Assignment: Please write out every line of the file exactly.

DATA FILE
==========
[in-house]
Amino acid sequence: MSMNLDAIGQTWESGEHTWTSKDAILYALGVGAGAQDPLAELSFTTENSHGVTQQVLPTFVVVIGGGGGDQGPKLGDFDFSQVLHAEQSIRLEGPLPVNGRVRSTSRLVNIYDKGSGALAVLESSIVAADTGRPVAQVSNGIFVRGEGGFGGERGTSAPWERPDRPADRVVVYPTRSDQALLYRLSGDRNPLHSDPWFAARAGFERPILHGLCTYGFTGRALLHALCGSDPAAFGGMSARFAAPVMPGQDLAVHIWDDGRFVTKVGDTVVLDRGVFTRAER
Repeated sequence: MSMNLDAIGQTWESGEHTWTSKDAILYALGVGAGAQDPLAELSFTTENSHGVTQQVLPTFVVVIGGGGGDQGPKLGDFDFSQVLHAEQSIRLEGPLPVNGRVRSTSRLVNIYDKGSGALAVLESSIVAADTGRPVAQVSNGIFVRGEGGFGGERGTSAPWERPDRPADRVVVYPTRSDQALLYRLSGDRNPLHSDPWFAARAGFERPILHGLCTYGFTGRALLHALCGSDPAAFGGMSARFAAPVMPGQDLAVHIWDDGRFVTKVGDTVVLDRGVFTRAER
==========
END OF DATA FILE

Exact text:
[in-house]
Amino acid sequence: MSMNLDAIGQTWESGEHTWTSKDAILYALGVGAGAQDPLAELSFTTENSHGVTQQVLPTFVVVIGGGGGDQGPKLGDFDFSQVLHAEQSIRLEGPLPVNGRVRSTSRLVNIYDKGSGALAVLESSIVAADTGRPVAQVSNGIFVRGEGGFGGERGTSAPWERPDRPADRVVVYPTRSDQALLYRLSGDRNPLHSDPWFAARAGFERPILHGLCTYGFTGRALLHALCGSDPAAFGGMSARFAAPVMPGQDLAVHIWDDGRFVTKVGDTVVLDRGVFTRAER
Repeated sequence: MSMNLDAIGQTWESGEHTWTSKDAILYALGVGAGAQDPLAELSFTTENSHGVTQQVLPTFVVVIGGGGGDQGPKLGDFDFSQVLHAEQSIRLEGPLPVNGRVRSTSRLVNIYDKGSGALAVLESSIVAADTGRPVAQVSNGIFVRGEGGFGGERGTSAPWERPDRPADRVVVYPTRSDQALLYRLSGDRNPLHSDPWFAARAGFERPILHGLCTYGFTGRALLHALCGSDPAAFGGMSARFAAPVMPGQDLAVHIWDDGRFVTKVGDTVVLDRGVFTRAER